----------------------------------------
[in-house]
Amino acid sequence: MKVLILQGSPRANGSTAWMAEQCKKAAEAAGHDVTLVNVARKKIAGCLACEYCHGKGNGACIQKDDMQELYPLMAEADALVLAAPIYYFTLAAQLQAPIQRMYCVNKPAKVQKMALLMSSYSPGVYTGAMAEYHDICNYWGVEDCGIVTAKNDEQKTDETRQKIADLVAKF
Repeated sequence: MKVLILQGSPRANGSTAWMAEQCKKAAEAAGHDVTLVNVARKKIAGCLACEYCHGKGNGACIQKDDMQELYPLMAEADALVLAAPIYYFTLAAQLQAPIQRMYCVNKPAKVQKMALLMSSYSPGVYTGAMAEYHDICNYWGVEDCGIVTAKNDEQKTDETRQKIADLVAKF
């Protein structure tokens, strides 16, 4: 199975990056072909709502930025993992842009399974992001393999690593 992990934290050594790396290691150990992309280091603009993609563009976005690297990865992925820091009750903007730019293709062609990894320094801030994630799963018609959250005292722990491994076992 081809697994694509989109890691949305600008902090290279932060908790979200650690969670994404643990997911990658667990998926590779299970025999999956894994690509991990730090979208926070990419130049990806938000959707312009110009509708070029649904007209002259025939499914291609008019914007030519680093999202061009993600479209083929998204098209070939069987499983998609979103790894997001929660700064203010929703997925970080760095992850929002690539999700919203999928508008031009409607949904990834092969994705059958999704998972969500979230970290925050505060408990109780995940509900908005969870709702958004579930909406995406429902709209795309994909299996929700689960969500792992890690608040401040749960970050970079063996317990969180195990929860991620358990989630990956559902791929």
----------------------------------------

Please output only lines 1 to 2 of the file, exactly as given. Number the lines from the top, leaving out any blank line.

[in-house]
Amino acid sequence: MKVLILQGSPRANGSTAWMAEQCKKAAEAAGHDVTLVNVARKKIAGCLACEYCHGKGNGACIQKDDMQELYPLMAEADALVLAAPIYYFTLAAQLQAPIQRMYCVNKPAKVQKMALLMSSYSPGVYTGAMAEYHDICNYWGVEDCGIVTAKNDEQKTDETRQKIADLVAKF